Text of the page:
Links April Fools Day

U.S. Government To Save Billions By Cutting Wasteful Senator Program The Onion (hat tip reader Scott)

Lloyd Blankfein: Time Man Of The Year Simon Johnson

Merkel Places Hopes in Lysistrata Initiative Chevelle

France ‘claims’ best pizza maker title BBC

Hedge Fund Managers’ Pay Roared Back Last Year New York Times

In Fed We TruPS FT Alphaville. Quelle surprise! Some of those Maiden Lane I exposures are junk! But I thought that was a feature, not a bug. JP Morgan was trying to dump the worst Bear exposures into MLI. Looks like they succeeded.

Google Is Not a Heroic Defender of Privacy Columbia Journalism Review. Quelle surprise!

PPACA and “What If?” Scenarios Menzie Chinn, Econbrowser

BlackRock’s Fink Snubs ‘Socialized’ Money-Fund Industry Plan Bloomberg

Does the U.S. Pay Too Little in Taxes? EconomPic Data

The Trouble Turning Over the U.S. Auto Fleet Paul Kedrosky

Interview with James Lovelock Guardian (hat tip reader John M)

Three potential explanations for the continued fall in US savings rate Ed Harrison

Norms as a Substitute for Laws Rajiv Sethi (hat tip Mark Thoma)

Antidote du jour. A pastoral scene from reader bloostater:


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  1. attempter

    I like the way it’s hard to tell some of the de jure joke headlines from the de facto ones.

    But it’s like that every day, nowadays.

    Unfortunately, the ones that should be (sick) jokes but are real are always all too obvious….

  2. NotTimothyGeithner

    I think most Americans would agree eliminating the Senate would literally usher in a new golden age.

  3. eric anderson

    Perhaps I was too hasty to completely dismiss James Lovelock, who appears in the daily links again today. (It’s the same article, isn’t it? Or is it deja vu all over again?)

    But this quote is precious: “I don’t know enough about carbon trading, but I suspect that it is basically a scam. The whole thing is not very sensible. We have this crazy idea that we are setting an example to the world. What we’re doing is trying to make money out of the world by selling them renewable gadgetry and green ideas. It might be worthy from the national interest, but it is moonshine if you think what the Chinese and Indians are doing [in terms of emissions]. The inertia of humans is so huge that you can’t really do anything meaningful.”

    If politicians really did believe the end of the world is nigh, they would not try to stop it with a carbon credit trading scheme. Lovelock seems to be in lock-step with NASA’s resident AGW alarmist Hansen in his doubts about carbon trading. It’s a revenue-enhancer. A way to divert yet more of our economy to the finance sector (so they can do more of the Lord’s work, of course).

    The headline on the Lovelock piece is “Fudging data is a sin against science.” Who can argue with that? But the fudging goes far beyond cherry-picking some tree rings. Even the temperatures we think are real have been massaged from the raw thermometer readings. Climate science is a field of uncertainty (climate models) growing on a rich topsoil of uncertainty (massaged, “corrected,” temperature readings), over a bedrock of bias.

    1. Gerald Muller

      Could’nt agree with you more. This global warming thing is no more real than the fact that Timothy is saving the (financial) planet. Read Ian Plimer for the details.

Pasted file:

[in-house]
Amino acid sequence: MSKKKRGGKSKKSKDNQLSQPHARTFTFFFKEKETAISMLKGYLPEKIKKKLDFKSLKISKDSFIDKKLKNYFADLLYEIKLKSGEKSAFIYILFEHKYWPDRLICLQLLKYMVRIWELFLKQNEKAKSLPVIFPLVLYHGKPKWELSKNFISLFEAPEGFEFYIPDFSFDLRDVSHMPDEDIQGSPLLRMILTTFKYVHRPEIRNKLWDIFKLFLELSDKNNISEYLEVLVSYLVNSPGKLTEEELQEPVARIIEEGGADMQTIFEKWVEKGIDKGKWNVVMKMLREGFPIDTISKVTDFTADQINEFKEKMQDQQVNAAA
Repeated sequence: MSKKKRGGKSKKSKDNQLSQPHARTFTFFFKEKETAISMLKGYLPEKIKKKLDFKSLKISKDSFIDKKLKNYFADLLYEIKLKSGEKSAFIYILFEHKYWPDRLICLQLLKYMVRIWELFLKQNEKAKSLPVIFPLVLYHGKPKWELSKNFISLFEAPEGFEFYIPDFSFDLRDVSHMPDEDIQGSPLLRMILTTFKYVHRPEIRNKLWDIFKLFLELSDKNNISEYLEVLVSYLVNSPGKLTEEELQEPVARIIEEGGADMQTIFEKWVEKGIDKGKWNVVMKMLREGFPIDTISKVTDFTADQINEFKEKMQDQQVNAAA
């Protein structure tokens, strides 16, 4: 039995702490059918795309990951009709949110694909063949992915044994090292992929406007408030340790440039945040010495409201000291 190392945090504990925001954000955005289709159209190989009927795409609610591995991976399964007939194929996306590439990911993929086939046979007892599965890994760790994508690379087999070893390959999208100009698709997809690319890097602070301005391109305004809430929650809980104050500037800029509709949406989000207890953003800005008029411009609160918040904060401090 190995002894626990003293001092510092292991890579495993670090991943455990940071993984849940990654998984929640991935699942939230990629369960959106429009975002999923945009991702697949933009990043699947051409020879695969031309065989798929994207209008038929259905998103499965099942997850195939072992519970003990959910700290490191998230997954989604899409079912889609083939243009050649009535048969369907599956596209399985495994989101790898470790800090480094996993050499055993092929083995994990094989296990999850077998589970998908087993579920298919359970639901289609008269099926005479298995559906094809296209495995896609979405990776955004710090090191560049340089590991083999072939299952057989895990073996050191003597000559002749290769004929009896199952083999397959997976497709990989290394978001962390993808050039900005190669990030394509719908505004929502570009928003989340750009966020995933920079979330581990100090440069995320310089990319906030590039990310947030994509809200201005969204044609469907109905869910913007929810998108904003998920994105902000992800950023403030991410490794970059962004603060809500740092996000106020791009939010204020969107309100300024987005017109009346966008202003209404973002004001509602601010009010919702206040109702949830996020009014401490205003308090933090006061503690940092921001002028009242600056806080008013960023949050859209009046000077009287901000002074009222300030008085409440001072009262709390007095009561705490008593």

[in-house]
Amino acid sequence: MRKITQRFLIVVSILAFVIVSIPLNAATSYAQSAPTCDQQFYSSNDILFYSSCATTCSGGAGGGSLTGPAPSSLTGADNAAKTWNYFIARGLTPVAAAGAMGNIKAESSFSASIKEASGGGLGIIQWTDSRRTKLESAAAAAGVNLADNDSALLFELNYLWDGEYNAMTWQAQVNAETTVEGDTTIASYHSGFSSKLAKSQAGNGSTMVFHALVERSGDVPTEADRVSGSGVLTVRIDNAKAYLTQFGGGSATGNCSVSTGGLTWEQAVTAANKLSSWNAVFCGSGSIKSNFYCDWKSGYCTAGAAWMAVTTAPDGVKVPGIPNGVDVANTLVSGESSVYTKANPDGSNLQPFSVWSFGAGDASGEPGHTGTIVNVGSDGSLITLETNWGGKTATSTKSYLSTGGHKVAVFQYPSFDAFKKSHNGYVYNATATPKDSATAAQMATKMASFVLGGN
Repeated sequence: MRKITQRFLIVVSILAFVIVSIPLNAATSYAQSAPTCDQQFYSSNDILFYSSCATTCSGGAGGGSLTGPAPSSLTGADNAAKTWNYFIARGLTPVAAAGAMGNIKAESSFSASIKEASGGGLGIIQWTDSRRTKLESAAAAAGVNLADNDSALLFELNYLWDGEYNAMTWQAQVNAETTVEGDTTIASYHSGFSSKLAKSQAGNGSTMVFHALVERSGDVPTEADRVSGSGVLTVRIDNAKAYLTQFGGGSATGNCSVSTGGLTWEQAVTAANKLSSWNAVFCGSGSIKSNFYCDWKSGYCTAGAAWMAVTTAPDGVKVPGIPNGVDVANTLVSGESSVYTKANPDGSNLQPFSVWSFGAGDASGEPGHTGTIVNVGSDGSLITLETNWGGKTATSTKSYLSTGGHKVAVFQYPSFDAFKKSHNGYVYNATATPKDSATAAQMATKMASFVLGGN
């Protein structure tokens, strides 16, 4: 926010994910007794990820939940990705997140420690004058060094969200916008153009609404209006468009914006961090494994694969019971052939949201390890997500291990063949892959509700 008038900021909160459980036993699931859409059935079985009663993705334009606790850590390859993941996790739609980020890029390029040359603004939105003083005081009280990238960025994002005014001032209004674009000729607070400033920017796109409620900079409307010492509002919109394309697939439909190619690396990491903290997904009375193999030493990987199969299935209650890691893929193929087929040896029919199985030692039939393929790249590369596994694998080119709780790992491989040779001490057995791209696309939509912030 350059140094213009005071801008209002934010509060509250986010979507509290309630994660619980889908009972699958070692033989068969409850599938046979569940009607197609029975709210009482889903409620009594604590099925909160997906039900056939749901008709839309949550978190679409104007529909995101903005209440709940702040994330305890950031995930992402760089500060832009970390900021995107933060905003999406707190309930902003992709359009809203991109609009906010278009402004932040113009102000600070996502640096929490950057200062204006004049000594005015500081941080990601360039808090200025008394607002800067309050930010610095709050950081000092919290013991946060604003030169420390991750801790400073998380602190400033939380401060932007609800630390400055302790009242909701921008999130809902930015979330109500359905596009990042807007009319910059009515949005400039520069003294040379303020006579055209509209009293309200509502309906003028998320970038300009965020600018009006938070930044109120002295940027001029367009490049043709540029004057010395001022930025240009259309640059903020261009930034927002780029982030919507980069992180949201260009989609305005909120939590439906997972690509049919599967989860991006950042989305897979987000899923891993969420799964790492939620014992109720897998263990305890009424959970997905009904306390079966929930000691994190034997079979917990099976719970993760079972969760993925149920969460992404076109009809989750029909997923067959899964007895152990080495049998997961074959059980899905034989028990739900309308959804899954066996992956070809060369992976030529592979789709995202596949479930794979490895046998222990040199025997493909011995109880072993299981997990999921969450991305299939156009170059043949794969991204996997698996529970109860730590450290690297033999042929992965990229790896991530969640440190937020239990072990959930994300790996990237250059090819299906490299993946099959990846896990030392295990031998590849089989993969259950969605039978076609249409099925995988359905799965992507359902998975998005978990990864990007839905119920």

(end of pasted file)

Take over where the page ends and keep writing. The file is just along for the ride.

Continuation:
4. MyLessThanPrimeBeef

    Again, the bigotry is showing.

    No Time Cat Of The Year.

    No Time Dog Of The Year.

    No TIme Acai Berry Of The Year.

    No Time Rat Of The Year.

    No Time Okapi Of The Year.

    Only Time Man Of The Year.

    Not Even Time Honest Man Of The Year.

    1. Jim in MN

      Um, it’d be more hypocritical NOT to wouldn’t it? To show support for our negotiator out there in the wild world she should use the product.

      1. Cynthia

        I suppose you also think that it wouldn’t be hypocritical of her to use Round-up or plant genetically-modified seeds in her organic garden. Surely you’re joking with me.

  5. MyLessThanPrimeBeef

    Does the US pay too little in taxes?

    When people are clueless, they grade/judge on a relative scale – ‘I don’t care how much money I make or have, as long as I make or have more than you do’ or ‘I am morally superior than you because I only took out a subprime loan instead of your negative amortization loan’ kind of relativistic logic.

    On an absolute scale, can you not say that you are taxed too much when you truly believe that

    1) less is more
    2) small is beautiful
    3) short is sweet

    can be applied to government as well?

    1. attempter

      Well, only when you believe in those principles in general, regarding all material things, and wealth and power as such.

      On the other hand the kind of idiot who wants “bigness” in everything, economic structures and “productivity” and “growth”, consumer crap, the military, the police power etc., yet who claims to be stupid enough to think you can have those without a big, aggressive government, which has to mean big government taxes, one way or another (inflation, for example, is a tax by other means, as is forcing people into debt in order to be socially functional; those are just two examples of the kinds of taxes this system favors over the more direct kind)…..

  6. MyLessThanPrimeBeef

    Merkel’s Lysistrata Initiative – I hope she is not withholding anything from her busband.

  7. kevinearick

    falling savings rate:

    the liquidation never slowed. only the government numbers have changed.

    lies, d— lies, and statisticians.

    buying time gets expensive.

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